Traditional or modernist?

Addition to a cottage in Brittany, France. (NeM Architectes, Paris)

Addition to a cottage in Brittany, France, rear view. (Photo: NeM Architectes, Paris)

A reader has sent me an article called “Before and After: A Charred Wood Cottage on a $45k budget,” by Michelle Slatalla, from Issue 42 of the online journal Dark Shadows. My correspondent, who enjoys claiming that my usual modernist targets are not examples of modern architecture, assures me that the featured architecture is “real traditional work.”

The gabled guest house of blackened wood added to a small white cottage in Brittany seems instead to partake of a contemporary sensibility, given the clearly intended contrast. While a gable certainly counts as a typically traditional element, the stark white interior fits awkwardly inside the charred black exterior, which itself sits awkwardly next to the stark white house. They do not contrast, really; they clash. This is in no sense “bad trad,” or “lean” classicism or even “heterodoxia,” as some might suggest. It is modern architecture. The giveaways to the intention of the architects, NeM Architectes, of Paris, are the floor-to-ceiling sliding glass doors off the bedroom, the vertical slit window cut into a single board of the blackened siding, the platform “roof” of the entry to the connecting passageway, and the white pebbles of the cottage’s garden

Aside from the gable, the supposedly “traditional” element is the exterior wood, which uses an old Japanese wood-burning technique to achieve its darkness – dear to the theme of Dark Shadows. But since a Japanese technique is not widely associated with coastal France, the regionalism presumably implicit in “real traditional work” is lacking.

The line near the beginning of the piece, that the architects wanted to “add a bedroom without sacrificing any of the quaint atmosphere,” is sufficiently contrary to the obvious intention as to be hilarious. Maybe the architects, their client and the writer of the article are so marinaded in Gehry swirly whirly or Zaha zig-zag that something as modest as this little structure, which is not entirely despicable, actually seems traditional to them.

I imagine that my correspondent intended to shock me with his predictable absurdist definition of the word traditional, so conventional in the modernist lingo. He continues to imagine that I will find his missives of this sort startling, but I am hard to shock in that way. I’ve seen it all. Still, it is very entertaining.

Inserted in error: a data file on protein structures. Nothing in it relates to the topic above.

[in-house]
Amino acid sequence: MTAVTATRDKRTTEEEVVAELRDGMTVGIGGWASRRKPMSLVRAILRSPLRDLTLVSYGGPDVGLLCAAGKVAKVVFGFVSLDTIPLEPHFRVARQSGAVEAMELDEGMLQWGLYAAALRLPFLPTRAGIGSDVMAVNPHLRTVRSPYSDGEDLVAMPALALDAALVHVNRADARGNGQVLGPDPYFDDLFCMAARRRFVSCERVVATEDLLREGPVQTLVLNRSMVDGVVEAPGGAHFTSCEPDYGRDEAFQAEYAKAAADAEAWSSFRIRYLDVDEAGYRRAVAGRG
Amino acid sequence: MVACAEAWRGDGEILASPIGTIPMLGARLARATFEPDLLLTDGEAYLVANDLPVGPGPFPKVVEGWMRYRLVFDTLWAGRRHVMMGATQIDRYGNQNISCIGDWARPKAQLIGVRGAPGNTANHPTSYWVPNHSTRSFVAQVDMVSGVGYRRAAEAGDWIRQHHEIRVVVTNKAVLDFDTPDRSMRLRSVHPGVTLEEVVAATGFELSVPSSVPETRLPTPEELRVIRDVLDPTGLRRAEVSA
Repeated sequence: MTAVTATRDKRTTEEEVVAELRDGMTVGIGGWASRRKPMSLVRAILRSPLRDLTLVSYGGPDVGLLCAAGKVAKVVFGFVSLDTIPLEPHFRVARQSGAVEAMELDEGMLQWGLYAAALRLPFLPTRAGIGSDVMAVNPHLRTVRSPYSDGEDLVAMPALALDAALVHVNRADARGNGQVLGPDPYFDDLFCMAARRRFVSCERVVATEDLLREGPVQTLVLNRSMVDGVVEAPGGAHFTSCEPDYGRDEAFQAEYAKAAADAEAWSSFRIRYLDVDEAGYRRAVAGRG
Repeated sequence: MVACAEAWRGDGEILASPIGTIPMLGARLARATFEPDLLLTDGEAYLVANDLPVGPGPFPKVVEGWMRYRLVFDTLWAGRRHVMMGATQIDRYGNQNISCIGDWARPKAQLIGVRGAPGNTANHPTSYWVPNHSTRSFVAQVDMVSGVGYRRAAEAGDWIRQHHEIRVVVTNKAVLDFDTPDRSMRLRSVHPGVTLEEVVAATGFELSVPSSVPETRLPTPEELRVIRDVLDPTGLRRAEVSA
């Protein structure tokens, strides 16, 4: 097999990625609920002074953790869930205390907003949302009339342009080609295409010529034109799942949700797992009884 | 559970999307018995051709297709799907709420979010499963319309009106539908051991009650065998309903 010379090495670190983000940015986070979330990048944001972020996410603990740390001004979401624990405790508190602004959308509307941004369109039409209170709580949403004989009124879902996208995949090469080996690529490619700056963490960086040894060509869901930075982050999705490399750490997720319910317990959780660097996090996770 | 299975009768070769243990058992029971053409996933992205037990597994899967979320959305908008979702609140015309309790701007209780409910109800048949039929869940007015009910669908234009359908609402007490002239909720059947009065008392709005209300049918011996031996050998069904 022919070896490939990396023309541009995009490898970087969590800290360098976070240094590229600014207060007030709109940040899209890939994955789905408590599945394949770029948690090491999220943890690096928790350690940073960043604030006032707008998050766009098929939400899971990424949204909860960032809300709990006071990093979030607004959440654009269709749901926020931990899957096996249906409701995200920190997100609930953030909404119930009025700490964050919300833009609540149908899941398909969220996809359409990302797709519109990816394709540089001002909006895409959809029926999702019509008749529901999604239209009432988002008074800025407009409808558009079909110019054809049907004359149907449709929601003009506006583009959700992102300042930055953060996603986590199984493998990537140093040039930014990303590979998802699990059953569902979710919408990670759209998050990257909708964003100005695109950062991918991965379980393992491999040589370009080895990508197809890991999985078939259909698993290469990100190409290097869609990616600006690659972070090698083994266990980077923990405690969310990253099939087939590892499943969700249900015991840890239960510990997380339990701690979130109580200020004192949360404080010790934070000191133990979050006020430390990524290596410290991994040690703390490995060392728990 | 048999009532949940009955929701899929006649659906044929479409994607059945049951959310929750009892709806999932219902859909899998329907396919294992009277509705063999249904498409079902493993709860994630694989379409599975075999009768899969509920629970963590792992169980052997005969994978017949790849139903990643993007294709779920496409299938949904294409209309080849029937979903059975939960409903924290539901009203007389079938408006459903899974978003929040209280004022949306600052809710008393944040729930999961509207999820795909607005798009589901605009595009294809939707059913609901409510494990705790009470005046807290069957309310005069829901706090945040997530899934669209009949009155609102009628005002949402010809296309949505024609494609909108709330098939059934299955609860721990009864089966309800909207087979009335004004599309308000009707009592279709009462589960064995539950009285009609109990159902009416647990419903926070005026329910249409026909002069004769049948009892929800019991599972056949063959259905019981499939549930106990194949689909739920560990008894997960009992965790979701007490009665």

About David Brussat

This blog was begun in 2009 as a feature of the Providence Journal, where I was on the editorial board and wrote a weekly column of architecture criticism for three decades. Architecture Here and There fights the style wars for classical architecture and against modern architecture, no holds barred. History Press asked me to write and in August 2017 published my first book, "Lost Providence." I am now writing my second book. My freelance writing on architecture and other topics addresses issues of design and culture locally and globally. I am a member of the board of the New England chapter of the Institute of Classical Architecture & Art, which bestowed an Arthur Ross Award on me in 2002. I work from Providence, R.I., where I live with my wife Victoria, my son Billy and our cat Gato. If you would like to employ my writing and editing to improve your work, please email me at my consultancy,, or call 401.351.0457. Testimonial: "Your work is so wonderful - you now enter my mind and write what I would have written." - Nikos Salingaros, mathematician at the University of Texas, architectural theorist and author of many books.
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1 Response to Traditional or modernist?

  1. This wooden shed is not traditional, because it violates all the latent connections. Only someone who buys into the violence of modernism would fail to notice this most obvious quality of the design. Readers are urged to apply Christopher Alexander’s “15 Fundamental Properties” to judge for themselves — the shed fails all of them.


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